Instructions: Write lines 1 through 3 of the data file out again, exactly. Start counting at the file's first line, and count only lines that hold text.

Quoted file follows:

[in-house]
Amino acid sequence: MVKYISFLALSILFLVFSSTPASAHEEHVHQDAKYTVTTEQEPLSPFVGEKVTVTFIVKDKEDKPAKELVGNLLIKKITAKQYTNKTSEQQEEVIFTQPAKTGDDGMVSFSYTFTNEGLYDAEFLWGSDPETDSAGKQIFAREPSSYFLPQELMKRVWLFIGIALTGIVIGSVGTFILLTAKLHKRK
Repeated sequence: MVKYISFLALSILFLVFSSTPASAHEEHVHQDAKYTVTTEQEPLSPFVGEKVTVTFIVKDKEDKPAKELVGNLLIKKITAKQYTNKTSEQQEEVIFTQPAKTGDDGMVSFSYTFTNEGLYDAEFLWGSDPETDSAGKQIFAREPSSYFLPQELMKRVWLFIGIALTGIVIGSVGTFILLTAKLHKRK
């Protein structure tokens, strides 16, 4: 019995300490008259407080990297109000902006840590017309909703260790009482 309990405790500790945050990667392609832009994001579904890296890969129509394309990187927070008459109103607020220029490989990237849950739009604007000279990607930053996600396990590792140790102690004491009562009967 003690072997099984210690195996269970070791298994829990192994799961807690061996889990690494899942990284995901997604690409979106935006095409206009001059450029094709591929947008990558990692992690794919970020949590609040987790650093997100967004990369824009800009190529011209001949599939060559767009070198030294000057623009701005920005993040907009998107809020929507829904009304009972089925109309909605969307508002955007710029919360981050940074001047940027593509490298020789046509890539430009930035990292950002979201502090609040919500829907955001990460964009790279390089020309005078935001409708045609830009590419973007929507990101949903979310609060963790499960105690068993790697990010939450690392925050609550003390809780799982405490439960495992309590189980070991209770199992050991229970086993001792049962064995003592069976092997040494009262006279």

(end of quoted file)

[in-house]
Amino acid sequence: MVKYISFLALSILFLVFSSTPASAHEEHVHQDAKYTVTTEQEPLSPFVGEKVTVTFIVKDKEDKPAKELVGNLLIKKITAKQYTNKTSEQQEEVIFTQPAKTGDDGMVSFSYTFTNEGLYDAEFLWGSDPETDSAGKQIFAREPSSYFLPQELMKRVWLFIGIALTGIVIGSVGTFILLTAKLHKRK
Repeated sequence: MVKYISFLALSILFLVFSSTPASAHEEHVHQDAKYTVTTEQEPLSPFVGEKVTVTFIVKDKEDKPAKELVGNLLIKKITAKQYTNKTSEQQEEVIFTQPAKTGDDGMVSFSYTFTNEGLYDAEFLWGSDPETDSAGKQIFAREPSSYFLPQELMKRVWLFIGIALTGIVIGSVGTFILLTAKLHKRK